08 Aug 2007
Optical coherence tomography can aid surgeons who have to decide where the boundary between cancerous and non-cancerous tissue lies.
Clinicians could soon be using turnkey optical coherence tomography (OCT) systems to help establish the boundaries of cancerous tissue during an operation, thanks to work that is ongoing at UK-based start-up Michelson Diagnostics (MDL). After a successful pilot trial of its technology, MDL is now planning more extensive clinical studies.
"The aim of our initial study was to prove how useful OCT could be in vivo," Gordon McKenzie, MDL's Applications Director, told optics.org. "We now know that we can identify clinical features in real time using our OCT system and give information directly at the time of the operation. What you really want to look at is what you are leaving behind in the patient."
OCT is the direct optical analogue of ultrasound and builds up an image of optical reflections caused by a change in the refractive index. MDL's first product is a microscope-based system that has been designed for researchers who wish use OCT.
"Our initial study was done ex vivo on tissue that was removed in the normal course of procedures," said McKenzie. "It was used on the excised tissue before it was sent to pathology labs and has not yet been used been used directly on patients."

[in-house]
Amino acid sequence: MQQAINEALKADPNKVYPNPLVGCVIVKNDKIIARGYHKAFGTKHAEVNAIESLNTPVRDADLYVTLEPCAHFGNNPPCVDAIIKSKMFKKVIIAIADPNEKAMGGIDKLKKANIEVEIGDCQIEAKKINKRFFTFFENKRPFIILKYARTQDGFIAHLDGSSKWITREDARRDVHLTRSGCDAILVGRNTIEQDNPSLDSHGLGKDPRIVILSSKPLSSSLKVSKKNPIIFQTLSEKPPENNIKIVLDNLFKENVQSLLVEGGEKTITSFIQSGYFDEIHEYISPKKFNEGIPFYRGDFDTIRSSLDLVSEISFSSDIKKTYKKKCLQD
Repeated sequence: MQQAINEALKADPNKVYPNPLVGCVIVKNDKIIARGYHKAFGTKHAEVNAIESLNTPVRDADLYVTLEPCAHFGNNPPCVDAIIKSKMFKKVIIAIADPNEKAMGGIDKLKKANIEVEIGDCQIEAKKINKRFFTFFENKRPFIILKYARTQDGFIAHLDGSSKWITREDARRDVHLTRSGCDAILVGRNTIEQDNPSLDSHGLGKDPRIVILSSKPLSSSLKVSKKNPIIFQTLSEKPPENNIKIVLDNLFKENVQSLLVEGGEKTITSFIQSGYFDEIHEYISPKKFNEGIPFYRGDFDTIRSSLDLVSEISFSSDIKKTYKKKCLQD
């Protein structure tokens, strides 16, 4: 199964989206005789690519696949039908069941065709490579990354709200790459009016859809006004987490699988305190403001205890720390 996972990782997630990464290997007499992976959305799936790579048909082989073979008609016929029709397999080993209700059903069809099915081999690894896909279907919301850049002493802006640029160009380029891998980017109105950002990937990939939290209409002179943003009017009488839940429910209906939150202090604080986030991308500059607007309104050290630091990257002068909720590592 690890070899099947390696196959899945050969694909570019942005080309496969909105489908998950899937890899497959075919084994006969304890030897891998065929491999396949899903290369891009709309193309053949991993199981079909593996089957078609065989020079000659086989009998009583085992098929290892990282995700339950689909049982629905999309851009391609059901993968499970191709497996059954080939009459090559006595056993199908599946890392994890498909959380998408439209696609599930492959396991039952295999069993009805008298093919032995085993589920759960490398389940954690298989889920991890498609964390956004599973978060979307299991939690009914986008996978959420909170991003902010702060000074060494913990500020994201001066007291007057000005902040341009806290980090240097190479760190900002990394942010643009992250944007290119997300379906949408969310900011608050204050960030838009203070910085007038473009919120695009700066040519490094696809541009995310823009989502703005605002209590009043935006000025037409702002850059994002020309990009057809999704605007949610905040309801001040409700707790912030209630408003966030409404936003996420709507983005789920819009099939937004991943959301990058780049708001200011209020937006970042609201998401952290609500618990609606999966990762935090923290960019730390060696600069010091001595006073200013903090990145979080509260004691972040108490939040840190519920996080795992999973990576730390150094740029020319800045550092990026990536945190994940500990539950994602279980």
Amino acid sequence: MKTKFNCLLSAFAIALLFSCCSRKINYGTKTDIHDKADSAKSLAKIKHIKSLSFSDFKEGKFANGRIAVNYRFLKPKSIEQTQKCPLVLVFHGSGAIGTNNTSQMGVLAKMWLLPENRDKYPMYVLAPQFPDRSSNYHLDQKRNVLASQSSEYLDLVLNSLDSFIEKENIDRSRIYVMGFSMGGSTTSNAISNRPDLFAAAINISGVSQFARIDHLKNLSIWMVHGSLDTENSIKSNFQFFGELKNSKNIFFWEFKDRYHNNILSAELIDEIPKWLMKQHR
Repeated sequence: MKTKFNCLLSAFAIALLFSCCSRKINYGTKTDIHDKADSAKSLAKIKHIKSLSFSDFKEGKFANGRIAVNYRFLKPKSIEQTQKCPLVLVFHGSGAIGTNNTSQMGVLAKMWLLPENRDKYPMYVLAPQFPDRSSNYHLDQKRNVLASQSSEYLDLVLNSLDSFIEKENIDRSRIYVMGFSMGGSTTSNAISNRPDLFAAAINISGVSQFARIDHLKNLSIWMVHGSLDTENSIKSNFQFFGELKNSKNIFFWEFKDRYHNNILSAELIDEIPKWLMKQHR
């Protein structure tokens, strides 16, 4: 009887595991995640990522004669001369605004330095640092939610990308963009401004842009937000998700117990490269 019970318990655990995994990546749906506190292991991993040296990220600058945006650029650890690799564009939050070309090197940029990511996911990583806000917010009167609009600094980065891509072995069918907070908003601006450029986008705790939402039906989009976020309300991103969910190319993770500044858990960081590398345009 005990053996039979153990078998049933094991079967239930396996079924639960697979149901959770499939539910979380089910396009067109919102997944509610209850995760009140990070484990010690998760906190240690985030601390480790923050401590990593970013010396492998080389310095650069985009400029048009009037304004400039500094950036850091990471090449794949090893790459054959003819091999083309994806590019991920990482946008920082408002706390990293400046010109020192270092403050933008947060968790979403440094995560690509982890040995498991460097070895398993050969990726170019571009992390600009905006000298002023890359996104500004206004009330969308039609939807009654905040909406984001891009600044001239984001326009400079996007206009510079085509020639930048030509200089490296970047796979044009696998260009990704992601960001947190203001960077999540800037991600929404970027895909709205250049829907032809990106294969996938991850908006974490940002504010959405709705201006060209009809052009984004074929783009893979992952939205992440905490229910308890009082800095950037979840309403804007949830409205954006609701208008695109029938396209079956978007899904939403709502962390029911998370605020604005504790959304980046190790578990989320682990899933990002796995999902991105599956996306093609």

The pilot study was done at Gloucestershire Royal Hospital where the team believes OCT is particularly promising for work on lymph nodes and Barrett's oesophagus. Work is now ongoing to build up an understanding of exactly what can and cannot be seen with OCT and further double blind trials are in the pipeline.
At MDL, the focus is attracting further funding that will allow the company to develop an in vivo system. McKenzie is optimistic that an in vivo system will be available by the second quarter of 2008.
Where MDL believes it has the edge over its competition is an optical design that gives a resolution of less than 10 microns. A conventional OCT system uses a broadband source and a Michelson interferometer. The interferometer's reference mirror is coupled to a laterally scanning galvanometer, which builds up an image a small volume of tissue.
"We keep the mirror still and use a swept source that scans between 1260 and 1360 nm at a rate of 10 kHz," explained McKenzie. "We collect information in the frequency domain and Fourier Transform it to give a signal that is proportional to depth. Our setup means you collect information about the entire depth throughout the sweep of the laser giving better signal to noise and eliminating a moving part."
MDL has taken this idea a step further and its microscope system contains a single interferometer that has four parallel optical channels. "The channels can be focused to different depths," said McKenzie. "Each channel collects the whole image but is in tight focus at a particular depth. We knit the four channel images and end up with an image that has twice the lateral resolution compared with an image that was collected and focused over the whole depth. We have plans to scale this up further, with six channels or more giving a further resolution boost."
Jacqueline Hewett is editor of Optics & Laser Europe magazine.
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